Before we begin, I’d like to preface this post by saying that I am not claiming to be an expert in education or common core. I have never been a school administrator or a teacher, so this post is simply a compilation of my personal thoughts and research on common core. If you spot an inaccurate comment or interpretation or simply want to spark some good natured discussion (please share your perspective), feel free to leave a comment.
What is Common Core?
In simple terms, Common Core is a set of unified standards that benchmark what each child should know at a certain grade level. It’s purpose is to unify standards across the country so that every elementary, middle, and high school have the same standards of being “college ready” across the board. It’s framed as a solution to our national achievement crisis, supposedly being the way to fix the lack of college preparedness.
The Common Core consists of math and english learning standards that can be seen here.
Up to this point, most States have begun to adopt common core, but other states are beginning to repeal Common Core, finding it difficult, frustrating, and confusing. Again, since I have no experience as an educator, I will refrain from making comments about the standards themselves and the quality of the standards. I’ll leave that discussion to much more qualified individuals.
First Things First
Before we can begin discussing the implementation of Common Core and whether it plays a positive or negative role in our schools, we must define what the goals of education, and more importantly the goals of school are. Unfortunately, this point in it of itself has advocates from all over the spectrum, leaving it nearly impossible to talk about a set of goals that everyone can agree on.
But for all intents and purposes of this post, I will be building my interpretation and perspective of the Common Core off of my convictions of education. In case you haven’t been reading my blog long enough to get a sense of what I believe about education, I’ll give a quick run down.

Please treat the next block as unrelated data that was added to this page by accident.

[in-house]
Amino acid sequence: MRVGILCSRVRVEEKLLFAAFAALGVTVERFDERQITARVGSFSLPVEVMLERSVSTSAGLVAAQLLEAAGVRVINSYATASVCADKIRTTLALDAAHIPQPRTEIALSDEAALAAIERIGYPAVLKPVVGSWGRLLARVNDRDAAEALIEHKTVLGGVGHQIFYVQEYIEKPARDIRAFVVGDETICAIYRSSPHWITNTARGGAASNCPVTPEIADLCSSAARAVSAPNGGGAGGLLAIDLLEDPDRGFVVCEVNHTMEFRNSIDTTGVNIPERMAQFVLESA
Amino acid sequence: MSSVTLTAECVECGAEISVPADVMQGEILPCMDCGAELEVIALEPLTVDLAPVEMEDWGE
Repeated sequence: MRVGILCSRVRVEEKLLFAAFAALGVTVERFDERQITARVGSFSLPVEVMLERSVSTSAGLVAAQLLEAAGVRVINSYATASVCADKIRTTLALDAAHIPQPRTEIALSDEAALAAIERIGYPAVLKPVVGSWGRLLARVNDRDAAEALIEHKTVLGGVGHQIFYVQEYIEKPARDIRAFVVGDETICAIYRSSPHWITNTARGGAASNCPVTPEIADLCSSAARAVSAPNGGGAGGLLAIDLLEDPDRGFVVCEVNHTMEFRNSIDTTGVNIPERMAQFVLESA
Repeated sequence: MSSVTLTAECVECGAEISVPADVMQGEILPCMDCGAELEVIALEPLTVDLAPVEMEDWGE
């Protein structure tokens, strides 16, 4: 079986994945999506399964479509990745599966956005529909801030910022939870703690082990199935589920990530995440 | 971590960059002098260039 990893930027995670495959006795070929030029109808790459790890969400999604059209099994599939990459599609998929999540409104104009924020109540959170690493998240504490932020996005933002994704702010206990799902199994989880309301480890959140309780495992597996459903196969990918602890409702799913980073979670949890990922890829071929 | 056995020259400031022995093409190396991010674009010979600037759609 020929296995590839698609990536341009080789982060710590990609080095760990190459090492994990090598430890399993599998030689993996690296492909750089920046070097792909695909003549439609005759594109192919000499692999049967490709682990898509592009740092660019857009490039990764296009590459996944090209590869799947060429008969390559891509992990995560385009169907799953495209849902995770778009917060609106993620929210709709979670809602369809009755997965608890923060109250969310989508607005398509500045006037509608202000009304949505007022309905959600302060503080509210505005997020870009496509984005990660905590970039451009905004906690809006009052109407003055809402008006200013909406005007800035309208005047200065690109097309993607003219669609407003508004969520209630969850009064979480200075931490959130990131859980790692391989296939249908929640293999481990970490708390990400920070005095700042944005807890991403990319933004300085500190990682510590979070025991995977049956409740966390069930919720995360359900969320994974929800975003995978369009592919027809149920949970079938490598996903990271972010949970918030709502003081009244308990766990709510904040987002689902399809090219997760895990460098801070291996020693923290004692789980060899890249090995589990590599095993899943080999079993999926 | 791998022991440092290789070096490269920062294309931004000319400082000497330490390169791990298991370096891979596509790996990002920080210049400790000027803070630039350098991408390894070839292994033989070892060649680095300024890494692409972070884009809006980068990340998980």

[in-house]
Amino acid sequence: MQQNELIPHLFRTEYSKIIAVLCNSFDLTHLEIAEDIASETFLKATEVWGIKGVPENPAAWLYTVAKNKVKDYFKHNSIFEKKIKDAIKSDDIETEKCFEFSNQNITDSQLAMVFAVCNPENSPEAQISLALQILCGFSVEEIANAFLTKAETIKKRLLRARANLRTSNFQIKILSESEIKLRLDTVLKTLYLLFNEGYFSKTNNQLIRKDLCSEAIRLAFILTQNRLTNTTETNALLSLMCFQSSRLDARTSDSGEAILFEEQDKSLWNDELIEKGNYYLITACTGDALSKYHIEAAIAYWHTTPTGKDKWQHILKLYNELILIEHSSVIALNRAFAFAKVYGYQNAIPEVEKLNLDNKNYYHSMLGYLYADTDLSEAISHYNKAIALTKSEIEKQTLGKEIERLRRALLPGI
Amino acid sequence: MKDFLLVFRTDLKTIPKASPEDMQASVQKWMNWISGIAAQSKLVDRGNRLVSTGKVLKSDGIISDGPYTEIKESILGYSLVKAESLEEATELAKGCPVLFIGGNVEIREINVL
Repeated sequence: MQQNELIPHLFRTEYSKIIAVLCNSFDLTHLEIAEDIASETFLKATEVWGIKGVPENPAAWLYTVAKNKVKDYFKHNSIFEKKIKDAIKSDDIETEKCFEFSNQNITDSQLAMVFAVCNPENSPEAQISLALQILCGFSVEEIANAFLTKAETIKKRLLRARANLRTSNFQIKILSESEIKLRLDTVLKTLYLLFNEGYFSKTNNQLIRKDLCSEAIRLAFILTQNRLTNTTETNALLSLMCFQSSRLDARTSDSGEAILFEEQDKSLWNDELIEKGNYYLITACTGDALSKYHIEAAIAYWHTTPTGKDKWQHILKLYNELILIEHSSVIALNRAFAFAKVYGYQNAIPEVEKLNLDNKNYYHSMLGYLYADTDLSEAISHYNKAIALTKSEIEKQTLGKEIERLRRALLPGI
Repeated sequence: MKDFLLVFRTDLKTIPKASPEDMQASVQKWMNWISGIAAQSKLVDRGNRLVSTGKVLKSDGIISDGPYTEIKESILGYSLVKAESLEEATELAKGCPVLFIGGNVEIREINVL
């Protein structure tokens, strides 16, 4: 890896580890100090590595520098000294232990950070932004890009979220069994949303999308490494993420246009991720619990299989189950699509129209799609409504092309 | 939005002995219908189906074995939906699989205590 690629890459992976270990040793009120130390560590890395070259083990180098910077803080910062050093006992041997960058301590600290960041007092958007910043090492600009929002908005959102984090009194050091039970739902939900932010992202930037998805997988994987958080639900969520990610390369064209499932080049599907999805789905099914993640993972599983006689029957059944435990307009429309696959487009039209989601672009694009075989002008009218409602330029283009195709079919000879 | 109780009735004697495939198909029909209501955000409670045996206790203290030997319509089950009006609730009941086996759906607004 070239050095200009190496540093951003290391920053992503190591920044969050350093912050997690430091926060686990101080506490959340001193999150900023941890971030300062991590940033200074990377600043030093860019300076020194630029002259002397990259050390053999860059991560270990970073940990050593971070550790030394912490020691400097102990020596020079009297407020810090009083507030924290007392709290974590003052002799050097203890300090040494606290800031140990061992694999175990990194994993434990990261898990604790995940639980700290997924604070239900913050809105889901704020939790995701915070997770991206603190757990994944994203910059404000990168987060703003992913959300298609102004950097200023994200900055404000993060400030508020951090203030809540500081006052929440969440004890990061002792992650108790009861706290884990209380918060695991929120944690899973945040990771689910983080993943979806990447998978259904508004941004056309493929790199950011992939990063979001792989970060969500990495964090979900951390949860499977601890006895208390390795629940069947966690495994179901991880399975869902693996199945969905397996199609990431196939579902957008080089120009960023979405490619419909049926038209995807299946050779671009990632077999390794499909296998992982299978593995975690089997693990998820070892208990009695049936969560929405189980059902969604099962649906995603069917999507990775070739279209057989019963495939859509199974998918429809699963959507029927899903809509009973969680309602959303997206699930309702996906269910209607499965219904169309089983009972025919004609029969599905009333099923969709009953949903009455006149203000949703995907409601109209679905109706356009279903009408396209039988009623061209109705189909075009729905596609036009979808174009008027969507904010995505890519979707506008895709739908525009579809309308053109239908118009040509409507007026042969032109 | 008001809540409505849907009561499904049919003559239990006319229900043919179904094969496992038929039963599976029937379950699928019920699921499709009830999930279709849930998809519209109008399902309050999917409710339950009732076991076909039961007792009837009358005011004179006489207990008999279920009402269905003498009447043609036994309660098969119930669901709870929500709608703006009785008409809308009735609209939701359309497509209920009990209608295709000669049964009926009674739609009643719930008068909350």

I believe that the goal of education isn’t to educate a certain collection of knowledge into our children, but to educate our children in such a way that they would be empowered to find their most fulfilled place in the world.
I believe that the goal of education isn’t to educate a certain collection of knowledge into our children, but to educate our children in such a way that they would be empowered to find their most fulfilled place in the world. I believe that education should cultivate growth through fostering a child’s creativity and curiosity by providing them the tools and instruction that is necessary. I believe that the best education isn’t a school that tells students what to do, but an environment made up of resources, peers, and mentors that equip students with a practical toolkit for their specific path in life.
I believe that the goal of education is to create the next generation of thinkers, innovators, and leaders. I believe the goal of education is to help students grow in such a way that they can be challenged to fearlessly tackle and solve the problems of the future, whether it be social, technological, or otherwise.
With that perspective of education in mind, it brings up the question “what should be standardized, if anything?”
As Sir Ken Robinson points out, standardization is not a bad thing. Many things require standardization for our world to operate. It would be hard to imagine a world without a standard set of rules and regulations governing things from products to behavior.